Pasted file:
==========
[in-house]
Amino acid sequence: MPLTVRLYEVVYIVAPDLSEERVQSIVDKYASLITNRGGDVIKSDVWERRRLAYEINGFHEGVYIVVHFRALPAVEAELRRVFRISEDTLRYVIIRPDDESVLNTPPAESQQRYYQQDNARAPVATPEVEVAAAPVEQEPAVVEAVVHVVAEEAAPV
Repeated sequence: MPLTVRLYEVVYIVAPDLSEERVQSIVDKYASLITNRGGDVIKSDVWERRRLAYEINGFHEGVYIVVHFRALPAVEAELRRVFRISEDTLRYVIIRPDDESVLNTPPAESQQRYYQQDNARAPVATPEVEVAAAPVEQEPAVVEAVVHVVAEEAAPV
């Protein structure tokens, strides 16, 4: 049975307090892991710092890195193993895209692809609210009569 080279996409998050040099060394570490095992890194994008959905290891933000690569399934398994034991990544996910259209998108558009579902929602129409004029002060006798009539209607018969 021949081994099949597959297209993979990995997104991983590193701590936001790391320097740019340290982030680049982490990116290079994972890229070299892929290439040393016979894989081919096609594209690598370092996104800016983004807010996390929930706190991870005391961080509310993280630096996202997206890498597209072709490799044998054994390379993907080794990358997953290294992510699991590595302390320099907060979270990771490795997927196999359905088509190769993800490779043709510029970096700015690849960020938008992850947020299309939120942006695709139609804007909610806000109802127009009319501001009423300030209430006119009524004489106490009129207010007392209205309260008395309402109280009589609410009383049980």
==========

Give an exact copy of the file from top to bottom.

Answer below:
[in-house]
Amino acid sequence: MPLTVRLYEVVYIVAPDLSEERVQSIVDKYASLITNRGGDVIKSDVWERRRLAYEINGFHEGVYIVVHFRALPAVEAELRRVFRISEDTLRYVIIRPDDESVLNTPPAESQQRYYQQDNARAPVATPEVEVAAAPVEQEPAVVEAVVHVVAEEAAPV
Repeated sequence: MPLTVRLYEVVYIVAPDLSEERVQSIVDKYASLITNRGGDVIKSDVWERRRLAYEINGFHEGVYIVVHFRALPAVEAELRRVFRISEDTLRYVIIRPDDESVLNTPPAESQQRYYQQDNARAPVATPEVEVAAAPVEQEPAVVEAVVHVVAEEAAPV
């Protein structure tokens, strides 16, 4: 049975307090892991710092890195193993895209692809609210009569 080279996409998050040099060394570490095992890194994008959905290891933000690569399934398994034991990544996910259209998108558009579902929602129409004029002060006798009539209607018969 021949081994099949597959297209993979990995997104991983590193701590936001790391320097740019340290982030680049982490990116290079994972890229070299892929290439040393016979894989081919096609594209690598370092996104800016983004807010996390929930706190991870005391961080509310993280630096996202997206890498597209072709490799044998054994390379993907080794990358997953290294992510699991590595302390320099907060979270990771490795997927196999359905088509190769993800490779043709510029970096700015690849960020938008992850947020299309939120942006695709139609804007909610806000109802127009009319501001009423300030209430006119009524004489106490009129207010007392209205309260008395309402109280009589609410009383049980």